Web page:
iJobs Job Widget
    iJobs Money & Business

    Techincal Accountant-Insurance-Bank-£550/day

    £475 - £550 per day + competitive: Orgtel: Senior Technical Accountant-Insuran...

    Sales Performance Manager, Gloucester - £290 p/day

    £200 - £290 per annum + competitive: Orgtel: Sales Performance Manager, Key Ba...

    Junior Database developer (SQL, T-SQL, Excel, SSRS, Crystal rep

    £25000 - £30000 per annum + bonus+benefits+package: Harrington Starr: Junior D...

    Java/Calypso Developer

    £600 - £800 per day: Harrington Starr: Java/Calypso Developer Java, Calypso, ...

    Day In a Page

    Ferguson: In the heartlands of America, a descent into madness

    A descent into madness in America's heartlands

    David Usborne arrived in Ferguson, Missouri to be greeted by a scene more redolent of Gaza and Afghanistan
    BBC’s filming of raid at Sir Cliff’s home ‘may be result of corruption’

    BBC faces corruption allegation over its Sir Cliff police raid coverage

    Reporter’s relationship with police under scrutiny as DG is summoned by MPs to explain extensive live broadcast of swoop on singer’s home
    Lauded therapist Harley Mille still in limbo as battle to stay in Britain drags on

    Lauded therapist still in limbo as battle to stay in Britain drags on

    Australian Harley Miller is as frustrated by court delays as she is with the idiosyncrasies of immigration law
    Lewis Fry Richardson's weather forecasts changed the world. But could his predictions of war do the same?

    Lewis Fry Richardson's weather forecasts changed the world...

    But could his predictions of war do the same?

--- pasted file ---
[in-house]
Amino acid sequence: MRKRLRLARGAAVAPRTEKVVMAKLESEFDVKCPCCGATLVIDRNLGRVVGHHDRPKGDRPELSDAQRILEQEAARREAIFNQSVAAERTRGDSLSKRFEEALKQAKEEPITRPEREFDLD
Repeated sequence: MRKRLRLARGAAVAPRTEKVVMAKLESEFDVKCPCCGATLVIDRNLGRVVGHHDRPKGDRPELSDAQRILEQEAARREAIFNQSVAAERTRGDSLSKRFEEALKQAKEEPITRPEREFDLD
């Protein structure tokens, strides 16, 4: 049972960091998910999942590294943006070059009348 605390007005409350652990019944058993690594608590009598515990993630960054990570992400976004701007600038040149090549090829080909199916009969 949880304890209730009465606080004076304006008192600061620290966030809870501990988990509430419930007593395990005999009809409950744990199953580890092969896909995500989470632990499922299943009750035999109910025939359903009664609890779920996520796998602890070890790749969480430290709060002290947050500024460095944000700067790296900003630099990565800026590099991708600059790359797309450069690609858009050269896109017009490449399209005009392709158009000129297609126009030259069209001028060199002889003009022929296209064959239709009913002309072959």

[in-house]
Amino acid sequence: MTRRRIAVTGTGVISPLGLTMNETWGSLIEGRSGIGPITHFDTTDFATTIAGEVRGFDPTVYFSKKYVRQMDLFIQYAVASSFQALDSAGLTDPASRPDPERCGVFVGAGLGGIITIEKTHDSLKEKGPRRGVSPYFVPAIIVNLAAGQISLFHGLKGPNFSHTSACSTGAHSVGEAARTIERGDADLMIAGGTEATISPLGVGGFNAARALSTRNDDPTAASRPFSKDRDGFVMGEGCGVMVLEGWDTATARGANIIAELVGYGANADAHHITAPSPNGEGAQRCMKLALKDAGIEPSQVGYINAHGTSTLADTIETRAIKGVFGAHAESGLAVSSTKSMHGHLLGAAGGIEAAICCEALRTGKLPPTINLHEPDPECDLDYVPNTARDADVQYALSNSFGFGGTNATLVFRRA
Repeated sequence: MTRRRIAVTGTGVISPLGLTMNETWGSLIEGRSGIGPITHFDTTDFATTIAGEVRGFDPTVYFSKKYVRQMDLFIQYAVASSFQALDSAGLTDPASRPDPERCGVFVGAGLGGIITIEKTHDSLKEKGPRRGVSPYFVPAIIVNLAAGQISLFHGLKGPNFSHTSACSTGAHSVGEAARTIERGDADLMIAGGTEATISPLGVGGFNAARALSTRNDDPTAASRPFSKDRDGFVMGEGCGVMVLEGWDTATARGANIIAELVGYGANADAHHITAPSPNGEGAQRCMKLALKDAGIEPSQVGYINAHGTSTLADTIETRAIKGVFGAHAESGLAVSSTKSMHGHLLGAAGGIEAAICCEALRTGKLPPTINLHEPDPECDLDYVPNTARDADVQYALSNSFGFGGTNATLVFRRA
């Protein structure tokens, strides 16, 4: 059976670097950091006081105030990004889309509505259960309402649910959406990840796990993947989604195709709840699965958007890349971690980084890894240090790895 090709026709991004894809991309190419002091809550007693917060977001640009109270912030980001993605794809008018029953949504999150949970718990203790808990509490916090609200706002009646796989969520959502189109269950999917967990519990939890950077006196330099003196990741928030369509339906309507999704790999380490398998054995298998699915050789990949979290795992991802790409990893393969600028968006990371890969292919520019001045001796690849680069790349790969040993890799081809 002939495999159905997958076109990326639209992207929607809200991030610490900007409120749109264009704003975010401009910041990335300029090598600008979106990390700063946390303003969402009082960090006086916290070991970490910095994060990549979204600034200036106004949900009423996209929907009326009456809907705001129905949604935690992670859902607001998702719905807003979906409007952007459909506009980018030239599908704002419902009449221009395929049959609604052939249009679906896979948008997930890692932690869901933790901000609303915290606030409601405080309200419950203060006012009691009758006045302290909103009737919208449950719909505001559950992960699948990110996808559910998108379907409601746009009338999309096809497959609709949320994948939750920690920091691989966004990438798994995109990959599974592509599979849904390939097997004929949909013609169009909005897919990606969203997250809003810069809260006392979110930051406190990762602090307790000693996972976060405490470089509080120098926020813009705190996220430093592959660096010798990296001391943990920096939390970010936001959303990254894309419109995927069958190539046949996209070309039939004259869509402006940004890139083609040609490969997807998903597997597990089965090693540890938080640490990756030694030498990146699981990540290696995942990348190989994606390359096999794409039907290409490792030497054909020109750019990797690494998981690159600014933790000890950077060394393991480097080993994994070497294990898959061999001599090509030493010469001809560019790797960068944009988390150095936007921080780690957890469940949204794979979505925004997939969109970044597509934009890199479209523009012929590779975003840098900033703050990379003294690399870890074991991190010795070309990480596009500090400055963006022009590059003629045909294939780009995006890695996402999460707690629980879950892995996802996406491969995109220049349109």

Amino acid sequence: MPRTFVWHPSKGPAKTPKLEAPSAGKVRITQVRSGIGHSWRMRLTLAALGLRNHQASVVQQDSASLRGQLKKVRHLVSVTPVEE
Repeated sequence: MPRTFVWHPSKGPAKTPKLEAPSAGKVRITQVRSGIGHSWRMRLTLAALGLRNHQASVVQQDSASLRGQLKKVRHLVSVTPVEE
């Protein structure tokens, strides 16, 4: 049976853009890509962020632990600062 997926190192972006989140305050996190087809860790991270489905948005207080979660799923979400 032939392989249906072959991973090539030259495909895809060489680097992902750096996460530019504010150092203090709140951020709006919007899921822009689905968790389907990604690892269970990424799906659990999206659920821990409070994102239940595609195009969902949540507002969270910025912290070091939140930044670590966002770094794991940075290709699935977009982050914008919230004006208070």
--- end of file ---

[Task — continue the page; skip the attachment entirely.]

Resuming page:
Kate Bush asks fans not to take photos at her London gigs: 'I want to have contact with the audience, not iPhones'

    'I want to have contact with the audience, not iPhones'

    Kate Bush asks fans not to take photos at her London gigs
    Under-35s have rated gardening in their top five favourite leisure activities, but why?

    Young at hort

    Under-35s have rated gardening in their top five favourite leisure activities. But why are so many people are swapping sweaty clubs for leafy shrubs?
    Tim Vine, winner of the Funniest Joke of the Fringe award: 'making a quip as funny as possible is an art'

    Beyond a joke

    Tim Vine, winner of the Funniest Joke of the Fringe award, has nigh-on 200 in his act. So how are they conceived?
    The late Peter O'Toole shines in 'Katherine of Alexandria' despite illness

    The late Peter O'Toole shines in 'Katherine of Alexandria' despite illness

    Sadly though, the Lawrence of Arabia star is not around to lend his own critique
    Wicken Fen in Cambridgeshire: The joy of camping in a wetland nature reserve and sleeping under the stars

    A wild night out

    Wicken Fen in Cambridgeshire offers a rare chance to camp in a wetland nature reserve
    Comic Sans for Cancer exhibition: It’s the font that’s openly ridiculed for its jaunty style, but figures of fun have their fans

    Comic Sans for Cancer exhibition

    It’s the font that’s openly ridiculed for its jaunty style, but figures of fun have their fans
    Besiktas vs Arsenal: Five things we learnt from the Champions League first-leg tie

    Besiktas vs Arsenal

    Five things we learnt from the Champions League first-leg tie
    Rory McIlroy a smash hit on the US talk show circuit

    Rory McIlroy a smash hit on the US talk show circuit

    As the Northern Irishman prepares for the Barclays, he finds time to appear on TV in the States, where he’s now such a global superstar that he needs no introduction
    Boy racer Max Verstappen stays relaxed over step up to Formula One

    Boy racer Max Verstappen stays relaxed over step up to F1

    The 16-year-old will become the sport’s youngest-ever driver when he makes his debut for Toro Rosso next season
    Fear brings the enemies of Isis together at last

    Fear brings the enemies of Isis together at last

    But belated attempts to unite will be to no avail if the Sunni caliphate remains strong in Syria, says Patrick Cockburn
    Charlie Gilmour: 'I wondered if I would end up killing myself in jail'

    Charlie Gilmour: 'I wondered if I'd end up killing myself in jail'

    Following last week's report on prison suicides, the former inmate asks how much progress we have made in the 50 years since the abolition of capital punishment